Remember the Maine.
That's what some unhappy Maine residents are saying to warn Kansans about the proposed purchase of Blue Cross Blue Shield of Kansas by Anthem Blue Cross Blue Shield.
Anthem, which bought Blue Cross Blue Shield of Maine, will hit customers there next month with a double-digit rate hike approved while the company was spending hundreds of thousands of dollars trying to defeat an advisory referendum in Portland, Maine, on universal health care.
"Beware is my No. 1 word," said Tammy Greaton, co-director of the Maine People's Alliance, which has fought Anthem. "They are for-profit, and they don't care about health care."
Anthem also is target of a lawsuit by the Connecticut attorney general. Anger against the company has also produced a Web site full of complaints from policyholders.
But Lauren Green-Caldwell, an Anthem spokeswoman, said the company is doing a good job.
"We place a very high value on quality," she said. Anthem, she said, would be a perfect fit for Blue Cross Blue Shield of Kansas.
The Kansas deal
Anthem, based in Indianapolis, wants to buy Blue Cross Blue Shield of Kansas. Blue Cross here covers 450,000 people. That makes it the state's largest health insurer.
Blue Cross Blue Shield of Kansas is currently asking policyholders to allow the company to change from one run by policyholders to one run by stockholders. If that is approved and Kansas Insurance Commissioner Kathleen Sebelius gives her OK, then Anthem can buy Blue Cross of Kansas.
Under the proposal, Anthem could pay an estimated $321 million to policyholders, though the exact amount is not guaranteed by the company.
Several public hearings have been held across Kansas on the proposal. Two more are scheduled this week for Thursday in Pittsburg and Friday in Topeka. Sebelius will preside over a formal public hearing on the plan Jan. 7-9 in Topeka.
Blue Cross of Kansas has recommended the acquisition, saying it will enhance its ability to provide quality service and health-care products. Anthem has been successful in acquiring Blue Cross affiliates in Colorado, Connecticut, Kentucky, Ohio, Maine, Nevada and New Hampshire.
Last month, Anthem almost single-handedly financed an unsuccessful, $400,000 campaign to defeat a non-binding referendum on a single-payer health-care system in Portland, Maine.
Greaton said Anthem's spending probably a record in Portland city politics backfired. Voters grew angry because the company was spending big bucks to defeat the referendum while simultaneously seeking increases in premiums, ranging from 13.6 percent to 31.7 percent. The referendum passed.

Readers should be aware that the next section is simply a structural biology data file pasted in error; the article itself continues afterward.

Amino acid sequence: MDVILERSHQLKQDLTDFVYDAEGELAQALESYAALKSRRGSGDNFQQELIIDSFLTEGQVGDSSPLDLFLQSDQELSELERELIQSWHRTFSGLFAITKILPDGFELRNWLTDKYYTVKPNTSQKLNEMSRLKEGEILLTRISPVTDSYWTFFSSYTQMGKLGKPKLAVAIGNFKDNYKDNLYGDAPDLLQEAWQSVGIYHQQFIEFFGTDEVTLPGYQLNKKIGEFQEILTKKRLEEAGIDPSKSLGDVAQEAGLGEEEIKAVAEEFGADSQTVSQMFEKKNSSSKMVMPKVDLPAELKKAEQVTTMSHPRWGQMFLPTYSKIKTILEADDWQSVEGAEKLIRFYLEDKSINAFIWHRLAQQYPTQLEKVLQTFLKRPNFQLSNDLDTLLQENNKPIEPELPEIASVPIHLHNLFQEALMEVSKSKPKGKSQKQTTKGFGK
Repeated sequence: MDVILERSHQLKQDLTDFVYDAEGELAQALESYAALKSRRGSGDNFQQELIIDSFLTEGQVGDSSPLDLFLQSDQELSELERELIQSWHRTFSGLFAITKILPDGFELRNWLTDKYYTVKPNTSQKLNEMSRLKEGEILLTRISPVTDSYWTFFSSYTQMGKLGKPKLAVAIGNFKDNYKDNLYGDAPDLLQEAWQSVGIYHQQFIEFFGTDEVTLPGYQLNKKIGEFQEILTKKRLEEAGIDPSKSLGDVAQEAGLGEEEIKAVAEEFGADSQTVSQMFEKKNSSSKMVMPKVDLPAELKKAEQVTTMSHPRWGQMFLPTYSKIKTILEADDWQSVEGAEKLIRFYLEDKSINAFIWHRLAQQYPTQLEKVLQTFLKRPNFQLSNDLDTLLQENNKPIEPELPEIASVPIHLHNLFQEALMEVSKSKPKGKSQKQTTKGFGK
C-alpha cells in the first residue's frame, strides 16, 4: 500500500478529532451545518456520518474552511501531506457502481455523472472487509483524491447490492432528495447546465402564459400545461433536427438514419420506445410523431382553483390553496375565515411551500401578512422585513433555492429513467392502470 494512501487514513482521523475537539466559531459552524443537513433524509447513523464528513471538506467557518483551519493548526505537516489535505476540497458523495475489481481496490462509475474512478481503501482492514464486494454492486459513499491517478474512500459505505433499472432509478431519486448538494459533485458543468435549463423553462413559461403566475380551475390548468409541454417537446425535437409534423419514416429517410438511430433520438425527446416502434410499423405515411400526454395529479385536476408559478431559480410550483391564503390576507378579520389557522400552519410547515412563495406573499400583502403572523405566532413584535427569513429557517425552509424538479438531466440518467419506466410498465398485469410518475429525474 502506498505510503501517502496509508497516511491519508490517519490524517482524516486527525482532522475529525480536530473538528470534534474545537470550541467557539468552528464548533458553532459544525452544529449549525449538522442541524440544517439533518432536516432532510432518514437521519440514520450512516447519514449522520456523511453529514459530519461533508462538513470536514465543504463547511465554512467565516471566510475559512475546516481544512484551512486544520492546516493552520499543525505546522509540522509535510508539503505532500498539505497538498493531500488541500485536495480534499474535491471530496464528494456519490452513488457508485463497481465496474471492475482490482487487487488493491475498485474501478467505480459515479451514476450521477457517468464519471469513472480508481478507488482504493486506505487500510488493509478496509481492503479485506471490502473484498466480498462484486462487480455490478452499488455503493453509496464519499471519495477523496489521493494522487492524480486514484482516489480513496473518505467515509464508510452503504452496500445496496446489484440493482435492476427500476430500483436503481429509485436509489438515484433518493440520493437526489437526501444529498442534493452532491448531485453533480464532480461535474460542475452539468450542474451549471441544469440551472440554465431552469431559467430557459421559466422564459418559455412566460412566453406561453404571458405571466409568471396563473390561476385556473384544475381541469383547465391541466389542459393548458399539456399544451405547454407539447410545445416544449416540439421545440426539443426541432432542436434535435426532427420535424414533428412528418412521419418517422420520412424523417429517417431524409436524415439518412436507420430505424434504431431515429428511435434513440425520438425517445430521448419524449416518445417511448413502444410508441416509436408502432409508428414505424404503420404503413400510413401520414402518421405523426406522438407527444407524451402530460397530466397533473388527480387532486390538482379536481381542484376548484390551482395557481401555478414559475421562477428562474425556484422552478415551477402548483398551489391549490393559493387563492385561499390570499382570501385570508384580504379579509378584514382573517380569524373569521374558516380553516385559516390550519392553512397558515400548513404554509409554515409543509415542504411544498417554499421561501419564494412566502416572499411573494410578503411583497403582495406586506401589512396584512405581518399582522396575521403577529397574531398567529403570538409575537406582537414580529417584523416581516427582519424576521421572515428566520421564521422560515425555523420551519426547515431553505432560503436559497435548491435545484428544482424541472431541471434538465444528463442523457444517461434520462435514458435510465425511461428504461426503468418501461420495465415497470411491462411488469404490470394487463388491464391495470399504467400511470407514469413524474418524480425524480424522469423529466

Anthem officials defended the company's campaign against the referendum, saying they were obliged to inform voters that a universal health-care system would increase taxes and lower health care quality.
Lois Reed, a resident of Carmel, Maine, has expressed displeasure with Anthem on a Web site, whose address is www.stopanthem.com.
The former Kansas resident said Kansans should vote against the proposal that would bring Anthem to this state. Rates have gone up and quality has gone down after Anthem took over the Maine Blue Cross, she said.
"I would urge Kansans to try very much to prevent this from happening," Reed said.
Earlier this month, insurance regulators in Maine approved a 13 percent increase for premiums on Anthem's most-used policy and a 30 percent increase for the company's individual HMO plan.
Maine's superintendent of insurance, Iuppa Alessandro, said Anthem proved it needed the increases because of rising health-care costs.
And he defended the company against its critics, saying that Anthem saved Blue Cross of Maine from going bankrupt.
"They were six to eight weeks from being taken over by the state," Alessandro said.
Connecticut has sued several health insurers, including Anthem, alleging the companies are improperly delaying and denying payments for health care. Anthem has denied the charge.
Green-Caldwell, Anthem's spokeswoman, declined to say whether rates would go up in Kansas, as they have in Maine, but she said companies nationwide are increasing rates to cover skyrocketing health-care costs.
She said rates are determined by the experience of losses in a particular state.
"In Kansas, we would be working with the department of insurance and rates would be set accordingly. We can't come into Kansas and not be a competitive player," she said.